This article highlights some of the factors one should consider when designing and implementing an actual WordPress theme. The tips are handy primarily for people who are new to WordPress theme development and who plan to work on pore WordPress themes.
In the previous article, we covered two of the most important steps in designing WordPress themes (and, really, any other web design theme):
- Drawing the right inspiration for your theme
- Coming up with a good mock p for the design in a prototyping application
In this article, we’re going to focus more on some of the factors one should consider when designing and implementing the actual theme.
Tools of the Trade
Before moving moving forward, it is important to note the two tools that I recommend may come handy when designing and coding the actual theme.
1. Adobe Photoshop
Obviously, this one needs no introduction. It’s one of the most popular design tools used by most web designers.
Of course, there are other tools from which to choose, but having a grasp at some of the things this software can deliver will be really be advantageous in the design world.
Photoshop will help give life to your mock up that you did on the previous article.
2. Sublime Text 2
They say a programmer is just as good as the software he or she uses to write their code. When it comes to writing code, Sublime Text 2 is one of my personal favorites (as it is with a number of other developers, as well). Jeffrey extensively covers some of the amazing things that you can do with this tool – take a look.
Of course, there are so many other tools available, it would take an entire serious to detail them so it’s important to find what what’s best for you and your workflow and incorporate it into your day-to-day tasks.
Now that we know some of the tools we can use to design and build WordPress themes, let’s look at some design factors one should put into consideration when designing WordPress themes
Design Tailored to Client Taste
Unlike designing a custom theme that is user-specific to a particular client, designing a premium WordPress theme requires that you cater to different needs and tastes.
What if I only design for a specific niche on the market? Yes, even users in a specific industry such as these for boutiques, will vary on the layout, color scheme, and typography of the site.
When designing a theme, it’s important you do adequate research to ensure that you have at least incorporated several layout options and if possible have them as pre made templates making it easier for theme buyers to customize as per their preferences.
Typography, as defined in Wikipedia, is:
…the art and technique of arranging type in order to make the language it forms the most appealing and to transparent learning and recognition.
Choosing the right type face, font size, and general arrangement of elements on your design is key to in order for your theme to appeal to many clients.
Too much white space can put off potential customers. Many people look at how the demo data has been arranged and how it looks in the design. Arranging various elements correctly can greatly boost your theme sales.
You can use the demo data to showcase how clients can have their data on the website once they purchase the theme.
A theme is just as good as the framework and the various functionality that comes with the it. Providing easy customization options for your theme is key to boosting theme sales.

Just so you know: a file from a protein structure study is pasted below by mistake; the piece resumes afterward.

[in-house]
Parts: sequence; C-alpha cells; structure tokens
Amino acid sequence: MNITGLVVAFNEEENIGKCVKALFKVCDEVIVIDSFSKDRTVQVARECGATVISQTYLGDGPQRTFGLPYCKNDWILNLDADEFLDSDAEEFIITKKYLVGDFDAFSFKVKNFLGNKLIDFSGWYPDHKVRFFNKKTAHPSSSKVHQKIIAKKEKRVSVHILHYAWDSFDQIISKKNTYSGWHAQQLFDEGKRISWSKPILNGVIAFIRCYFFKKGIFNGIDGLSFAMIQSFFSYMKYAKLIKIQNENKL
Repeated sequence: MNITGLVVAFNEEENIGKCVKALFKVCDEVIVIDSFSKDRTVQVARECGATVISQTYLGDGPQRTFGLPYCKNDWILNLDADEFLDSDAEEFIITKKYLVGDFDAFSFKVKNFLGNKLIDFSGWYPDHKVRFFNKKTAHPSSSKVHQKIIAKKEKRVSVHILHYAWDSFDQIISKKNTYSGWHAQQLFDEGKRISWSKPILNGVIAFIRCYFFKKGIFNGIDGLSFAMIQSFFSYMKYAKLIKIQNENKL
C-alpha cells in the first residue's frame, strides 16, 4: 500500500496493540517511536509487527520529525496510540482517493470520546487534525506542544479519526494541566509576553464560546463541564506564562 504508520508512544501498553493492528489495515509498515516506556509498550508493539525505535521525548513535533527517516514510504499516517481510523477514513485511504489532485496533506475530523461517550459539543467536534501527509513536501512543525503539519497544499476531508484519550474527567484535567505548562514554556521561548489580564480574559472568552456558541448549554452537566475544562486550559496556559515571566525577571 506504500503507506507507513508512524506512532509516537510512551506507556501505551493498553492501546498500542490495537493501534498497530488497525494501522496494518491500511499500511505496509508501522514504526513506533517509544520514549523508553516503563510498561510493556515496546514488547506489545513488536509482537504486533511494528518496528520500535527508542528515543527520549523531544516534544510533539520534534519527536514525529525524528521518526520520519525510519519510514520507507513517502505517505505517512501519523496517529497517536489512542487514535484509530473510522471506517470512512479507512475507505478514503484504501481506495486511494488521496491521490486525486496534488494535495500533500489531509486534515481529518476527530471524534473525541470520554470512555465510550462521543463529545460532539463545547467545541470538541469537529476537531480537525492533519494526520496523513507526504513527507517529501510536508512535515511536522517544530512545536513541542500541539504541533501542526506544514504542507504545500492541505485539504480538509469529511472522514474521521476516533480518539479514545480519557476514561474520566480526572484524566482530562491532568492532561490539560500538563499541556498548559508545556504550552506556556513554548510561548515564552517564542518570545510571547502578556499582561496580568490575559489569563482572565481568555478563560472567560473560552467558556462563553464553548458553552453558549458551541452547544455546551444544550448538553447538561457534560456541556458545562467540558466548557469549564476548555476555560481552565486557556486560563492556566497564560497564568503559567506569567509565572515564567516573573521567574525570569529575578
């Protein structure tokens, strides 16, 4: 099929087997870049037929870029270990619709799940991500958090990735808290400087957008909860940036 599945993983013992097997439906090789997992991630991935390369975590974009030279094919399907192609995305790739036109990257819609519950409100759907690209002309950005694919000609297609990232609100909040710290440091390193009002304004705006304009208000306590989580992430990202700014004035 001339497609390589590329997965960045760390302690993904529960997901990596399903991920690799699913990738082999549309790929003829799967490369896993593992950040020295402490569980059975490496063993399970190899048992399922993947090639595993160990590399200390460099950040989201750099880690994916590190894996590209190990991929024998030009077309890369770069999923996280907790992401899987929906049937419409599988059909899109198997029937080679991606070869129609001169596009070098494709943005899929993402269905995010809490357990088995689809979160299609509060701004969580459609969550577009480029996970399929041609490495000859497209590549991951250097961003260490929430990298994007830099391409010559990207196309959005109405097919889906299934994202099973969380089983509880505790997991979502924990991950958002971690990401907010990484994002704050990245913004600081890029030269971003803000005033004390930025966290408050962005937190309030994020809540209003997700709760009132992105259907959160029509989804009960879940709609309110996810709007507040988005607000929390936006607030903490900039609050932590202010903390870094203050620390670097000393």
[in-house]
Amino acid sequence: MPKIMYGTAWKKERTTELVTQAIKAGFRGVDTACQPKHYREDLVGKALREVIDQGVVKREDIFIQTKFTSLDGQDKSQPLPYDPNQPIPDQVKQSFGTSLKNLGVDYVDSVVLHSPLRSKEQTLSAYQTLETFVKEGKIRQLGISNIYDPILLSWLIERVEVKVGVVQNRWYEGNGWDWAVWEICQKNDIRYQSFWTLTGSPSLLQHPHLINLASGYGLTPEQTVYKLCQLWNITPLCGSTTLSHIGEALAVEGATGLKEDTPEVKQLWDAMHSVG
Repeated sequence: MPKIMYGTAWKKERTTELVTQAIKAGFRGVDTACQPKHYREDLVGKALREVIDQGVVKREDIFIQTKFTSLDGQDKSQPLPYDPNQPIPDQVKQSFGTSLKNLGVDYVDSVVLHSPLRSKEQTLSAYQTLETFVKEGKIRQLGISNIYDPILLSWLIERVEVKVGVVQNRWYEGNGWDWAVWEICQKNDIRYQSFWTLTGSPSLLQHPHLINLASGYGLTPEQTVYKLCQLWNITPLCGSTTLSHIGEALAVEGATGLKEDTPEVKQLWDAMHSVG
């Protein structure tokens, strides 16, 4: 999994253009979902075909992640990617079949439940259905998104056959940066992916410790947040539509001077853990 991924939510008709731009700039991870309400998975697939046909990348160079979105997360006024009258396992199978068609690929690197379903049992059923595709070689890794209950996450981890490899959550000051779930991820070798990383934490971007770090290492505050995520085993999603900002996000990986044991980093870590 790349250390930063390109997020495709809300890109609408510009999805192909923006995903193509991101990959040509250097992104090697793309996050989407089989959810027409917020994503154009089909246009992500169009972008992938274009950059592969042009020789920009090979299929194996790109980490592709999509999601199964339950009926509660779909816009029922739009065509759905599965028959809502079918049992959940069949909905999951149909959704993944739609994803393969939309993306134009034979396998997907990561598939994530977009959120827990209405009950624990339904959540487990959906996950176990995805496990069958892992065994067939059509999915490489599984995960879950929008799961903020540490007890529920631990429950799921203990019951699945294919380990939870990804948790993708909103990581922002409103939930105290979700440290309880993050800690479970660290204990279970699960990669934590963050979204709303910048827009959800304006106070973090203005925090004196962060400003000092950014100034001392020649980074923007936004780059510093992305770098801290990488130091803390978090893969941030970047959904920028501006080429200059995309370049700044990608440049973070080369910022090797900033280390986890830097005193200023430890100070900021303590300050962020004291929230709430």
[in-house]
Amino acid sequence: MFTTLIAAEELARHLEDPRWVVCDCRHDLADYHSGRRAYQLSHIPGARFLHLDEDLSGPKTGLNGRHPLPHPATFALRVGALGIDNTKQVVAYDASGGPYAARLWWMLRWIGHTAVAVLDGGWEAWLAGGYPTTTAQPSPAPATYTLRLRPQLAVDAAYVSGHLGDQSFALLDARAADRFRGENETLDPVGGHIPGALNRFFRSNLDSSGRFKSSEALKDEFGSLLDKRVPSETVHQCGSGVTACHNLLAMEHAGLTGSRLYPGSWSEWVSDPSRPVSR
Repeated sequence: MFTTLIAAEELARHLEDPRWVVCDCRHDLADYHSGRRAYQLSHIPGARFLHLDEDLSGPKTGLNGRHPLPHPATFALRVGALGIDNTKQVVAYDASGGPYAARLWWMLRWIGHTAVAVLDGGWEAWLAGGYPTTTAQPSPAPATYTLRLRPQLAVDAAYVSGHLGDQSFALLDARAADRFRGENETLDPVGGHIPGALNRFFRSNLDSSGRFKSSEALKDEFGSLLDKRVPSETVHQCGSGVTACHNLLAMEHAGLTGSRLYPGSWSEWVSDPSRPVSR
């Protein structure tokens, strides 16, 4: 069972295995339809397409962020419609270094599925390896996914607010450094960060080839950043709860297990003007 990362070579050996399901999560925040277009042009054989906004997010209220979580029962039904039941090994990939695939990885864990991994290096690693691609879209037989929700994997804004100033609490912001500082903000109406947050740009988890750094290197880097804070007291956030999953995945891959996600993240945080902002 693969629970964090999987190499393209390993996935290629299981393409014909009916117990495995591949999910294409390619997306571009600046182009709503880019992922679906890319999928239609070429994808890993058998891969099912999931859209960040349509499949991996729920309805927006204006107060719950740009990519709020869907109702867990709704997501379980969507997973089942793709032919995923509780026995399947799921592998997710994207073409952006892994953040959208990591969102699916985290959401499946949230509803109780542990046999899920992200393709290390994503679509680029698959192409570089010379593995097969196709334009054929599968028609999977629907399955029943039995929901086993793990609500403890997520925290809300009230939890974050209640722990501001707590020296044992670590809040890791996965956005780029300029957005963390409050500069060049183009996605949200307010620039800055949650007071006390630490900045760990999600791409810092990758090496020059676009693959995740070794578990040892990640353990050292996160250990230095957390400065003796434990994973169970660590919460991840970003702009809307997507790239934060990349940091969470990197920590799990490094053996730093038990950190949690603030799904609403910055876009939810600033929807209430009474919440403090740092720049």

Most theme buyers are people who want easy and fast ways of implementing a design using as few resources as possible. To that end, they expect a design that not only looks great on the front end, but may also offer shortcodes and page builder options to help guide their content structure.
Well-Structured and Documented Code
Just as I mentioned in the first point (that is, design tailored to various client taste), developers are also among the group of people who purchase themes.
Any developer out there will want to purchase a theme that s/he can easily understand the code. Well-structured and commented code will help your clients extended theme functionality. Give as much power to your theme clients as possible by having well-structured code and the the ability to modify and improve on the code as much as they want.
This will not only reduce support tickets but also boost your following of theme buyers.
Theme Documentation and Support
When you purchase an electronic device, such as a cell phone, it comes with a manual. In the case that this does not happen, you may feel lost as you attempt to get started with the new device.
The same goes for premium WordPress themes: When users purchase a premium theme, they expect to have at least guide that will help them through the set up process. Your theme documentation should be organized in a strategic order that will make it easier for your clients to set up.
At the same time, setting up a good support system is important as most clients want to feel as if they have a place to go to ask questions, give feedback, and interact with the support team. Thus, setting up a theme support system is key.
Unlike some designers who set up open ticket forums, I propose having FAQs for common queries and let your clients have a specific way of reporting special theme related problems.
In this part of the series, we’ve covered some of the key factors one should consider when designing a premium WordPress theme, and a few tools one can use to achieve said objective.
In the last part of this series, we will cover how to choose the right marketplace for your theme and how to package your theme for the public (such as the right pricing model and support model).
In the mean time, share any questions or comments in the article!